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Tree wounds revisited

Posted by hortster 6 (My Page) on
Mon, Dec 22, 08 at 13:48

Dr. Alex Shigo thoroughly researched tree wounds and "compartmentalization" as a tree's defense against infections. He adamantly stated that no surface treatment should be given to tree wounds, and that proper pruning cuts and implement sterilization were the best we could do when pruning is necessary. The main problem with paints and tars is that they prevent water and oxygen flow in and out of the exposed inner wood, trapping moisture and promoting infection. These products could also retard re-growth of new wood.
Envision a branch wound that has taken years attempting to seal itself. Now there is a large bulge of re-growth tissue with a hole in the middle where fungal rot is causing deepening decay. This slowly closing hole continues to allow moisture to enter and stay within the compartmentalized area, likely promoting more decay.
Has anyone out there done research on a biodegradable, organic, non-growth retarding tree wound treatment that could perhaps offer enough temporary protection to allow the wound to get a good start to recovery? Something that would shed some of the outside moisture but would at the same time allow some oxygen and moisture exchange to the wound? Something like a light coat of pure linseed oil?
It seems to me that this idea could at least be effective on smaller wounds that normally would take 3-5 years to seal or wounds to softer wooded species. If the linseed oil offered a season or two of declining protection the new growth would have a better surface on which to re-grow. Would this growth not cover a more solid surface sooner and more healthily than over a rotting, cracking and collapsing one?
I would love to hear thoughts, pro or con about this query. And yes, I do admire Shigos intense works.

Follow-Up Postings:

RE: Tree wounds revisited

Trees are pretty resilient! They've been growing, surviving damage, and healing themselves for a long time before we ever entered the equation.

One thing that we can learn from Mother Nature is that she doesn't pamper or nurture natures boo-boos. Make the healthiest cut and let the tree heal on its own seems to be the best cure.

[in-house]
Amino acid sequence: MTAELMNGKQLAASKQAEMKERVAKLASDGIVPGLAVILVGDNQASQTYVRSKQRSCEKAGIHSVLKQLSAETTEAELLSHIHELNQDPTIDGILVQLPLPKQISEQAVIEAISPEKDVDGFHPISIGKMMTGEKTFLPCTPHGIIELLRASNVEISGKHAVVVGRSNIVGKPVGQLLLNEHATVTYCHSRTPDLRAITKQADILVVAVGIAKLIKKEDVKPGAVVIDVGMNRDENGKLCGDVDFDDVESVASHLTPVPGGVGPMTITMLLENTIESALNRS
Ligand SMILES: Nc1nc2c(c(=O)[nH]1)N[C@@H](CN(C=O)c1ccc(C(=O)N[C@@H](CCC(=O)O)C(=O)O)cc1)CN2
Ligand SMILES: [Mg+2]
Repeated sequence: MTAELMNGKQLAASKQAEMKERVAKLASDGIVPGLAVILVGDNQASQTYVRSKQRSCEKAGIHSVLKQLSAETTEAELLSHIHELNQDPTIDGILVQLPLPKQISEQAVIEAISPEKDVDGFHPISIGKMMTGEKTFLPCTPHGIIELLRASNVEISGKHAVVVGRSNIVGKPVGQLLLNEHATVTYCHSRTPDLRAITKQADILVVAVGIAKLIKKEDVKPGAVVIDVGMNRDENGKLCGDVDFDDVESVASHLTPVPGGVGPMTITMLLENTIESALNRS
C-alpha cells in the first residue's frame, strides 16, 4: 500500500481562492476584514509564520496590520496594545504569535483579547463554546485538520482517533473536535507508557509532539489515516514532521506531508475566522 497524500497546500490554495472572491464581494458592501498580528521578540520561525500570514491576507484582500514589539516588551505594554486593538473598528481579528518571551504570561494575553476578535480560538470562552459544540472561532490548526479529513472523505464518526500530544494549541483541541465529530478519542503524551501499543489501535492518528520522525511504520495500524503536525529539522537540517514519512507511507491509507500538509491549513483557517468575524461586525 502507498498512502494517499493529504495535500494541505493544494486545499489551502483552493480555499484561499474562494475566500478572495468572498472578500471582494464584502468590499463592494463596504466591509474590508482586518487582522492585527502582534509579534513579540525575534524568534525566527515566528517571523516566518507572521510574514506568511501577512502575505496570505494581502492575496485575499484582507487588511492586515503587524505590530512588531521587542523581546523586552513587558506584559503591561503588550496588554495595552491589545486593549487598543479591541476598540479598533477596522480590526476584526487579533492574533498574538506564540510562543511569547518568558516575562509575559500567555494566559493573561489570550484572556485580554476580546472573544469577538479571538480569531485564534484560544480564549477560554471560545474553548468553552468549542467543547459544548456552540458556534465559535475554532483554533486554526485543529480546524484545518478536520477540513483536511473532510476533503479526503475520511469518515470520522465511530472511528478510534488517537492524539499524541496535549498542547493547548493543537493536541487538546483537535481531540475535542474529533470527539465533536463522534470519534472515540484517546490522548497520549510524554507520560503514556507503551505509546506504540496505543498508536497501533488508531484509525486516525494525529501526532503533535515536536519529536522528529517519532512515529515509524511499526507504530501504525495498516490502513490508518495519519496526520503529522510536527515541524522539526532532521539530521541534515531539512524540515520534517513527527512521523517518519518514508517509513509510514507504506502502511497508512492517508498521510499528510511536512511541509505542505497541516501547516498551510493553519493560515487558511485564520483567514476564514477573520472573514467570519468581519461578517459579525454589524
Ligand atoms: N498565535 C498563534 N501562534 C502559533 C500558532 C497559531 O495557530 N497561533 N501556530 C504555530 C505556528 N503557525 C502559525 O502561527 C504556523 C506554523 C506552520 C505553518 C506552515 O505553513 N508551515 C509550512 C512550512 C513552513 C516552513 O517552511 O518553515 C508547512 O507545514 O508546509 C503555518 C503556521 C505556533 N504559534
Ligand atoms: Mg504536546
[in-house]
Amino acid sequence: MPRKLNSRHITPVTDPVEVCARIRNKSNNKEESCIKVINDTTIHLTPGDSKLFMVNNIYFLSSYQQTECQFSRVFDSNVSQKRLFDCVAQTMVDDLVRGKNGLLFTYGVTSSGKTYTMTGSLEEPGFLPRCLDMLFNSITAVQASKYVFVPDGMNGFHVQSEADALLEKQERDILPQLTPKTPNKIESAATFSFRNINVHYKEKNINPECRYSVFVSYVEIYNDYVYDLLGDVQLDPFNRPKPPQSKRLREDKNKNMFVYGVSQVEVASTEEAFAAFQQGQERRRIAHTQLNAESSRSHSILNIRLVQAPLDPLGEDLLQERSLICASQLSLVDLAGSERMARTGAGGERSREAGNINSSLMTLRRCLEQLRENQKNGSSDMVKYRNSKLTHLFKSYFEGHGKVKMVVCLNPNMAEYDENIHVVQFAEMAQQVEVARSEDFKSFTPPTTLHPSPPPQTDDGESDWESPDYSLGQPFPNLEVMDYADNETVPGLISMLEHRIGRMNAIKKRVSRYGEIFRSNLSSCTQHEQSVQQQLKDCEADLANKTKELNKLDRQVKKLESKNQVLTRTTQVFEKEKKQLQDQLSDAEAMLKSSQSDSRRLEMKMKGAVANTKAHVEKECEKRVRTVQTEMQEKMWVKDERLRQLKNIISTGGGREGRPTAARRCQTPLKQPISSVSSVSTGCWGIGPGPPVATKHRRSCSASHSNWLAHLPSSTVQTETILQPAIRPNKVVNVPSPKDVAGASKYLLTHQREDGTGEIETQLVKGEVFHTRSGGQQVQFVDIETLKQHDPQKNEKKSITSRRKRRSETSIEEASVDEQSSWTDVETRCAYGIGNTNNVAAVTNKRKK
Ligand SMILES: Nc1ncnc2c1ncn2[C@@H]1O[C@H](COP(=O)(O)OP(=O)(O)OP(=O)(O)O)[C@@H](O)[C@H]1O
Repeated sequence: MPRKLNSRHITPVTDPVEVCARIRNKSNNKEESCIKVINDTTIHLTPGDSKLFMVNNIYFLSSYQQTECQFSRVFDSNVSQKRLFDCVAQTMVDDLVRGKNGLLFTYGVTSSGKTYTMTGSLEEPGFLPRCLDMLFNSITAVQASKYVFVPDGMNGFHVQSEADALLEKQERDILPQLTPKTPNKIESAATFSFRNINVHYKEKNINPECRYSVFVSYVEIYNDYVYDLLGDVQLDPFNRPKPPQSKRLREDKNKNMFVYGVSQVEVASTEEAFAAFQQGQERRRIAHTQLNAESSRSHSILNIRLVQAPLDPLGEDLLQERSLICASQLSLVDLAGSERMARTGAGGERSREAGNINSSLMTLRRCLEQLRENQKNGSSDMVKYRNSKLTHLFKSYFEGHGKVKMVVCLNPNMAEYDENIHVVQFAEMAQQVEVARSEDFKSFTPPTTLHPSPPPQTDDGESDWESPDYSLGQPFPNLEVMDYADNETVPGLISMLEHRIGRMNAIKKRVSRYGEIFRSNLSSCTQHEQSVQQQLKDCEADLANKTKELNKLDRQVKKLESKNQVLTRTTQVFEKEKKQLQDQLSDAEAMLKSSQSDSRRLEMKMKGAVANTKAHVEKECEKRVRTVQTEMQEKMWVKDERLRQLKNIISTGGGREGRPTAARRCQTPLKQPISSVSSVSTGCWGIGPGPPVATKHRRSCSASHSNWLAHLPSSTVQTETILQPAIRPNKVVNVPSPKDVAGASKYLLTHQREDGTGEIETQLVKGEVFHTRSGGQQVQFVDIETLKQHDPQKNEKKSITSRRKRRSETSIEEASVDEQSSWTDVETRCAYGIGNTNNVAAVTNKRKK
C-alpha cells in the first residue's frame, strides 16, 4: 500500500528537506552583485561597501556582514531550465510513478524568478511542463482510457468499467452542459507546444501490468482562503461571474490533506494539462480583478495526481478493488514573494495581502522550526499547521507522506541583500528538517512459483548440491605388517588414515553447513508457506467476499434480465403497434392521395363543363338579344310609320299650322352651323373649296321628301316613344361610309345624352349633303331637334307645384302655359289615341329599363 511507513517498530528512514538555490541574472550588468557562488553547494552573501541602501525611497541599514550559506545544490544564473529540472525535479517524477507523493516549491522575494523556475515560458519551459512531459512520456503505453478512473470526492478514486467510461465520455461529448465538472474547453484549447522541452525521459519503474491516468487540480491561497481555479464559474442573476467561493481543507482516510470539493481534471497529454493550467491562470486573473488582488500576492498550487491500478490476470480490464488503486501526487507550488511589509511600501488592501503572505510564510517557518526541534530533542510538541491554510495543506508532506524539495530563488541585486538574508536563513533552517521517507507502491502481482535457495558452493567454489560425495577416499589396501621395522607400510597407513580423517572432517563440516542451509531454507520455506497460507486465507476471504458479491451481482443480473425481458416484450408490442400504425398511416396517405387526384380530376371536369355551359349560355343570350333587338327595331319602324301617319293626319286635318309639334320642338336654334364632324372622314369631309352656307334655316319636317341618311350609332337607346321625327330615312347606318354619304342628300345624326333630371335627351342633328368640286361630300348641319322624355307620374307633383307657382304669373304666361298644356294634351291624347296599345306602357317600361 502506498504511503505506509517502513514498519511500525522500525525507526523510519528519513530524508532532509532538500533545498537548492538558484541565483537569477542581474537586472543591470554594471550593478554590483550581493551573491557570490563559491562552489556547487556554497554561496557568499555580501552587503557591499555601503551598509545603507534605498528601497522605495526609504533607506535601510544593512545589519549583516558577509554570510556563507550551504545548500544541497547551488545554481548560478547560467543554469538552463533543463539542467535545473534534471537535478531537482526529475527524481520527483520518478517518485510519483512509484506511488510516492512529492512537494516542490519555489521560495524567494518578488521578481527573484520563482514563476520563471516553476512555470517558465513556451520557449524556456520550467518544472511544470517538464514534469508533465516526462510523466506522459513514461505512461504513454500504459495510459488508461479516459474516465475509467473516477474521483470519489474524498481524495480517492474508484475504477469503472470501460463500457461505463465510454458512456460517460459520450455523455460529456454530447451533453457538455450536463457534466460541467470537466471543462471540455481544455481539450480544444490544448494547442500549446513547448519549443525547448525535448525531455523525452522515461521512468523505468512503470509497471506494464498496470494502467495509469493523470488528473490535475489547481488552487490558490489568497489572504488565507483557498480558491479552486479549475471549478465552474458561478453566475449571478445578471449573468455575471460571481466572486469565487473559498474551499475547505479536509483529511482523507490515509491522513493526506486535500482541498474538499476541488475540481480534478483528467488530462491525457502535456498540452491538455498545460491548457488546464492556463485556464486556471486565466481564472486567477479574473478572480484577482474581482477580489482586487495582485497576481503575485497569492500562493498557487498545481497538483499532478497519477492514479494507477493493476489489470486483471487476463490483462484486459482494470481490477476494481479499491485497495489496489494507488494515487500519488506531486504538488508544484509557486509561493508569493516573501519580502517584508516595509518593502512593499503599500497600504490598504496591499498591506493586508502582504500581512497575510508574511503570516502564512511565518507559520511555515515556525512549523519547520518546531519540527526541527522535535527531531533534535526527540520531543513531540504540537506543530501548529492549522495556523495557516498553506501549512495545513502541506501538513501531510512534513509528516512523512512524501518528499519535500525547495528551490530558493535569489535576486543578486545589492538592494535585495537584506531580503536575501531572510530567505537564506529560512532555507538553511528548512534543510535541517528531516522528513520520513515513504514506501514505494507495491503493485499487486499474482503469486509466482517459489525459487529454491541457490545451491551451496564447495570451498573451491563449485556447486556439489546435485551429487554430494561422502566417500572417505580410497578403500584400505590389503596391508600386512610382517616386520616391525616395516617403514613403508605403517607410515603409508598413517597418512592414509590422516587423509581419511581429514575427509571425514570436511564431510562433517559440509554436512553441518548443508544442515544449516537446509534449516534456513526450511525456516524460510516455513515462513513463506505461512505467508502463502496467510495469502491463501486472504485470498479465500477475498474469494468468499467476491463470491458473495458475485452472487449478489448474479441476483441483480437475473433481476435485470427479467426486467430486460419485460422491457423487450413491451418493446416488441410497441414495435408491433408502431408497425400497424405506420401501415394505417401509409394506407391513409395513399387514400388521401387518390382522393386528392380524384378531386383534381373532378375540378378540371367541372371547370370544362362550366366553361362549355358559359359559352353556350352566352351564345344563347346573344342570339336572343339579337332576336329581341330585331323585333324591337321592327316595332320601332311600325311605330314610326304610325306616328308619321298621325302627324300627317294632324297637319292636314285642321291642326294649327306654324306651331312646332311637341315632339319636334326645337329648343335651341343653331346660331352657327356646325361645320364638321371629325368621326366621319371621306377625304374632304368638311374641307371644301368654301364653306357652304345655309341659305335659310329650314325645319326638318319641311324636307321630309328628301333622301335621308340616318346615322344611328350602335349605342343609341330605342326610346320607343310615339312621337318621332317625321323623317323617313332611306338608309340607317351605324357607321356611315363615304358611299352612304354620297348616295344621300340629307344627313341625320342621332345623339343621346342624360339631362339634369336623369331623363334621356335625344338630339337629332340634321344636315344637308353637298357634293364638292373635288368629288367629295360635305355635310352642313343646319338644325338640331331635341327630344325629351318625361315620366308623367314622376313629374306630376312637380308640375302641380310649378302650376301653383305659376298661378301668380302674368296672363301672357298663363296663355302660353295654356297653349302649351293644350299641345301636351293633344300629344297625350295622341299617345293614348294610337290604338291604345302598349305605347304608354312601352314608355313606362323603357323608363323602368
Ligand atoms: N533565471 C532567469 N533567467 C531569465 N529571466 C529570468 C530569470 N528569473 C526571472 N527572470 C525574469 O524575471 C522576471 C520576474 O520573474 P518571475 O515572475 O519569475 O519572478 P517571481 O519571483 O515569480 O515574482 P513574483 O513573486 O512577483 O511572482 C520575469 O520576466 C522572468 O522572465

RE: Tree wounds revisited

More than 80% of stress on trees a caused by man by way of over watering, under watering, improper pruning and so on. If pruning is done right they don't our help to heal

RE: Tree wounds revisited

Never prune a branch flush with the 'mother' stem. The healing process begins at the knuckle of the pruned stem. The knuckle is the swollen portion of the stem where one stem attaches to the 'mother' stem.

RE: Tree wounds revisited

I was searching on the internet for what to do about a new willow tree we just purchased that sustained scraping wounds during its transport. I found this thread on wound dressing, and it doesn't quite address a bad scrape. I know what to do as far as prevention, but what if you've got an accidental wound on the trunk?

One wound is quite deep and about 3" long, and goes to the inner wood but not inside the inner wood. The other scraped off the outer part of the bark, but not into the interior. Should I just carefully cut around the scunned up part and remove it?

In my research, I have read that "wound" treatments are not good for trees - but we are in Florida, it is high-humidity season and I am terrified my new tree is going to get a rot, infested by wound-loving beetles, or something.

I know I'm not supposed to wrap it, but I want to put medicine on it and put a bandaid on its owie :-( I am so upset! I can post images if that would help.

Please send some advice, and thank you.

Soggy-Bottom Baby

RE: Tree wounds revisited

Trees are not little kids :-)) They do not need you to dress their wounds - they are very capable of doing that themselves and much better than you could.

Unless the bark damage goes around the circumference of the tree, there is nothing to worry about. And even less so with most willows as they are able to be cut back to a stump and still regenerate without issue.

RE: Tree wounds revisited

still you do not want to put anything on the tree

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